I use to be beautiful but no one told me how to embrace getting older. When I was younger, I always thought I could be taller, thinner, lips fuller, breasts bigger, skin darker, nose straighter, fingers longer. Believe me, I had a laundry list of things that I wanted to change about myself. I think most of us probably do, at that age. But photos tell a different story. In retrospect, I can see that I was beautiful. My skin was flawless and the perfect shade of golden brown or alabaster, depending on the time of year. I had great legs, hair and boobs. I can see now that I was pretty. I couldn’t see it then.
Now, I am middle-aged and though not “ugly”, I look tired and grey. I look worn and everything is the victim of gravity from eyelids to breasts and my ass. Every part of me is exhausted from years of sporadic sleep, worry and stress. When I gave birth, I knew there would be sacrifices but I had no idea how much it would change me, inside and out. I had no idea that it would rob me of my vitality.
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I am no longer first in my life. I probably never will be again. Even when I try to make myself a priority, my heart knows that my children always come first. I don’t mind so much. I feel like I have given my life over to a higher purpose. I sacrificed myself for them. It sounds damn pitiful when I write it out but it’s not.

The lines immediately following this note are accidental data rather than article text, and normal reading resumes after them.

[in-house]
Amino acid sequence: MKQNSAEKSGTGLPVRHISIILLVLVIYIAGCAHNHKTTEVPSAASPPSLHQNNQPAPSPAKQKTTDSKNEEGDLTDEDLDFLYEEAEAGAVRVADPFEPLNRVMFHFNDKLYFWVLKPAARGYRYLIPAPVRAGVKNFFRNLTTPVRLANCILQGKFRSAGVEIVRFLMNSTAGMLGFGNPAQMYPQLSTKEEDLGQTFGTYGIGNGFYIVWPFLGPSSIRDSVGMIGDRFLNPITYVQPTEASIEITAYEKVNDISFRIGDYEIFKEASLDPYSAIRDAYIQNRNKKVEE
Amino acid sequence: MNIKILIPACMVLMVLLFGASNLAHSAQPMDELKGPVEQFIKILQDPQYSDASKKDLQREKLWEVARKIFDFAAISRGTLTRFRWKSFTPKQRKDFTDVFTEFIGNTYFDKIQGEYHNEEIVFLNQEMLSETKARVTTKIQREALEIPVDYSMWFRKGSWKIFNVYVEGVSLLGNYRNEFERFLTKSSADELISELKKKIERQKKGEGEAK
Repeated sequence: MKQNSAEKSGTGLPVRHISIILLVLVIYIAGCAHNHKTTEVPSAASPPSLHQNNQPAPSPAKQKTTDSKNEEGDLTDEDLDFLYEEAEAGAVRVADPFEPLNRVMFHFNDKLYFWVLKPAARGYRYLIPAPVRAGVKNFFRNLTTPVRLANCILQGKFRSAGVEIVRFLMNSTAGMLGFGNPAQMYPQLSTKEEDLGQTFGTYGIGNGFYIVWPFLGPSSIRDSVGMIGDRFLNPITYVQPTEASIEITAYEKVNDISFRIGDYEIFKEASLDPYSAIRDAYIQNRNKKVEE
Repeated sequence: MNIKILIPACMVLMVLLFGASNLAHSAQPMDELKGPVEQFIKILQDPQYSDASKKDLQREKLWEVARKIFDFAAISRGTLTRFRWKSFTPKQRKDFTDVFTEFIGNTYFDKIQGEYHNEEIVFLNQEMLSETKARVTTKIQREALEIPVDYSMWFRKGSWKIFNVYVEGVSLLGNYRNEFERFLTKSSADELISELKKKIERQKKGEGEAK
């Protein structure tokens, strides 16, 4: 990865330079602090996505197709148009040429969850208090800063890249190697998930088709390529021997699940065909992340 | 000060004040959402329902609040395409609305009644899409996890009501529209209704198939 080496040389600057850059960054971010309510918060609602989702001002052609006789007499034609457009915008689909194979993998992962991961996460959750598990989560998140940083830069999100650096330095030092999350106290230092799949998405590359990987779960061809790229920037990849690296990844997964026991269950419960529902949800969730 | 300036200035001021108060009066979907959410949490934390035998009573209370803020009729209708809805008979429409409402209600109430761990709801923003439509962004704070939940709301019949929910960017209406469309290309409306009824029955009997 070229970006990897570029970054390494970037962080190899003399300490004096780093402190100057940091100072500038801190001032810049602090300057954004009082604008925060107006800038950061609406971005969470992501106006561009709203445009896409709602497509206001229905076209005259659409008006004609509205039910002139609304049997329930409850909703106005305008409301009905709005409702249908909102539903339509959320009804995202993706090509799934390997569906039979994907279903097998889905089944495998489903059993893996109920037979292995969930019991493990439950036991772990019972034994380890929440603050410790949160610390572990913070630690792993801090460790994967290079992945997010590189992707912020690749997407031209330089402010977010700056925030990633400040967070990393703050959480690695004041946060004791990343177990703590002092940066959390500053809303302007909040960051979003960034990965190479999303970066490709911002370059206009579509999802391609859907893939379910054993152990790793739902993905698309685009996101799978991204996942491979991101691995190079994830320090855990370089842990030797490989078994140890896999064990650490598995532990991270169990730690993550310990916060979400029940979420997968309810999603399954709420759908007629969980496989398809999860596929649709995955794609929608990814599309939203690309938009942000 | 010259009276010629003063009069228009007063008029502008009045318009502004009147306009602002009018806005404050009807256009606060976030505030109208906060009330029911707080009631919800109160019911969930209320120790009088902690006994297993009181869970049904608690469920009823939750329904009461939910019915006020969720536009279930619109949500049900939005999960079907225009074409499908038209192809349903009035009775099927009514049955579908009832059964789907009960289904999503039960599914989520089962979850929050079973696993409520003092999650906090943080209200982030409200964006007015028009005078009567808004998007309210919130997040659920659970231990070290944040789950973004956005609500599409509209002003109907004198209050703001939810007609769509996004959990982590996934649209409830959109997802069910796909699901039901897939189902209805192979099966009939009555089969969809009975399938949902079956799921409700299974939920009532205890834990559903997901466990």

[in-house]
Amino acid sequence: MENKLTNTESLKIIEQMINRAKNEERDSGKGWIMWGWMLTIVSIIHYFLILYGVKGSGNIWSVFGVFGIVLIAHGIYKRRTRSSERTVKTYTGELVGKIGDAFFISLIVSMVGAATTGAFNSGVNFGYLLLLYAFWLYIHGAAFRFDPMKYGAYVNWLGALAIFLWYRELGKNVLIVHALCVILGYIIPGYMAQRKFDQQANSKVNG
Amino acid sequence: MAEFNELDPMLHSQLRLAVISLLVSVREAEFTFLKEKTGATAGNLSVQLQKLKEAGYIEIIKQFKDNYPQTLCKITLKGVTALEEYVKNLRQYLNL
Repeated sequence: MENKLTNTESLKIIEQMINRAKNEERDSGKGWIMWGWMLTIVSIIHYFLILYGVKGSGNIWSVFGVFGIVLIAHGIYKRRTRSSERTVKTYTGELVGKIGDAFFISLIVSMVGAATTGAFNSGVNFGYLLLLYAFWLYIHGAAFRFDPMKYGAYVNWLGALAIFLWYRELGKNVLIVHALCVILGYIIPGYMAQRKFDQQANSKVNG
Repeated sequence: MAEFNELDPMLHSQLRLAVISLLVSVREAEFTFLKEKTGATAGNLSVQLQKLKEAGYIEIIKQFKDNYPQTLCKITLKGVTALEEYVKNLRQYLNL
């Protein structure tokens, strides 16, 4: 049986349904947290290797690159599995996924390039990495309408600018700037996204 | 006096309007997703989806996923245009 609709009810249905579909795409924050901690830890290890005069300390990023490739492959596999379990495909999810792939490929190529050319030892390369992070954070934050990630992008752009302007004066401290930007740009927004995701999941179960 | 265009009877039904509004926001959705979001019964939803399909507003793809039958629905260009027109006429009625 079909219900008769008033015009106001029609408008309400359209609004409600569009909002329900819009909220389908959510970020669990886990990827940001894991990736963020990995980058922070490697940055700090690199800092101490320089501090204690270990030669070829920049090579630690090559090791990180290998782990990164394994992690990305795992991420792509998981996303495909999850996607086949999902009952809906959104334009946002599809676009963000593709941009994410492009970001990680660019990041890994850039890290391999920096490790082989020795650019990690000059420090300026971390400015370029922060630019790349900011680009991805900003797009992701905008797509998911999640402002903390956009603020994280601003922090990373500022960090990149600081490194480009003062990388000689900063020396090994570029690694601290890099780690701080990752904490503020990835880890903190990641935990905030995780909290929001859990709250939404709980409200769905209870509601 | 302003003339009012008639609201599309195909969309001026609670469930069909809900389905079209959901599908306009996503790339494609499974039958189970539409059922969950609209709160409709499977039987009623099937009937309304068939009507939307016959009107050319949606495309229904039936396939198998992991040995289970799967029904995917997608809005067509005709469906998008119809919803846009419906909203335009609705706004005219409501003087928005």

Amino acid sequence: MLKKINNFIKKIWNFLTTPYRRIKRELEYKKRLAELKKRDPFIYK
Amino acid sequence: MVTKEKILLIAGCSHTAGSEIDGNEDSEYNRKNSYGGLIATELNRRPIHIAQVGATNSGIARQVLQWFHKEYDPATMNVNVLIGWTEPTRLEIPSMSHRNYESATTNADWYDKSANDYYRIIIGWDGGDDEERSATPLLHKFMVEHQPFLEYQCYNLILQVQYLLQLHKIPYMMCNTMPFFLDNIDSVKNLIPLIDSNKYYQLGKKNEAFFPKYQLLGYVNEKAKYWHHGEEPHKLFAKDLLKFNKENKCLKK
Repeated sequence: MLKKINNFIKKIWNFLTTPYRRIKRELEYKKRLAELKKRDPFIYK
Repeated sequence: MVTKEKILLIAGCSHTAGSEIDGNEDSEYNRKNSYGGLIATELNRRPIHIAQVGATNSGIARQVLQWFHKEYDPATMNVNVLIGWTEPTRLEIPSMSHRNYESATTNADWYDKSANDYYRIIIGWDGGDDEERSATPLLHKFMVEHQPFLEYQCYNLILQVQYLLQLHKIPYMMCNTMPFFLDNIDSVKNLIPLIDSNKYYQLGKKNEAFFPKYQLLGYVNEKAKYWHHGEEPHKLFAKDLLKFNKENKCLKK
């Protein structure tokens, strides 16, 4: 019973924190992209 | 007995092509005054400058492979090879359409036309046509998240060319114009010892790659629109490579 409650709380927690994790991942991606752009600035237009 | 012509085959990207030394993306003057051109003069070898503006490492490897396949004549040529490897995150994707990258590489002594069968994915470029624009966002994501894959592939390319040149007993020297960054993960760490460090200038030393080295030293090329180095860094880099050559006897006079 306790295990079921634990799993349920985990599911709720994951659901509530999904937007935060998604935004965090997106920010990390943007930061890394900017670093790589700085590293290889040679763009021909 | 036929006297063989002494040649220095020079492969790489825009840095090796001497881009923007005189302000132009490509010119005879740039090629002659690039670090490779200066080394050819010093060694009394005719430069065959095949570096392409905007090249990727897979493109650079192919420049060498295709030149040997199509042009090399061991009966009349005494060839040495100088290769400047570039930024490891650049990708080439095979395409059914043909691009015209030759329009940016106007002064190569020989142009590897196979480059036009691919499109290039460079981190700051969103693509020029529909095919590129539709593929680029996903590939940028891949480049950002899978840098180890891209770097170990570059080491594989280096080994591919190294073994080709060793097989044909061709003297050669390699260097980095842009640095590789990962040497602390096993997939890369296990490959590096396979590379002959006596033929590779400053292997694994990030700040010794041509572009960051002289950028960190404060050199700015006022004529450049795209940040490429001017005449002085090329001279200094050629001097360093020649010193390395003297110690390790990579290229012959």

The only time it bothers me is when I show an old photo of myself to my girls and they stare blankly at it for a few minutes trying desperately to place the face. It’s mine but not one they recognize because it has bright white teeth, big happy eyes, make-up on, hair not in a ponytail and a body that I should have been thanking God back then instead of complaining and killing myself via starvation of my body and soul.
I used to be beautiful.
The girl in the photo is young, beautiful with perky breasts and svelte legs. She was well rested and ridiculously optimistic. She had her entire life ahead of her. There was nothing but hope ahead. She still lives inside of the woman you see today.
The thing is this, I don’t want to be who I was at 25 because then I wouldn’t be who I am today but I also don’t want my children to look at photos of me when I was 25 and find me unrecognizable. That hurts because to me, I am still that girl. I know I am exhausted, and not as hip or free-spirited as I once was. I am no longer the life of the party or the girl who lived so big and hard that the only thing constraining her was the atmosphere. No, she is long gone but in her place, someone deeper, wiser and better has emerged even if I do have more luggage under my eyes than I do in my attic.
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I was not born a mother; run down and tired from caring for others constantly. I was not born old. I used to travel, dance and go out to fancy dinners. I used to enjoy being the center of attention. I used to be selfish in ways that you cannot imagine. I am much happier now.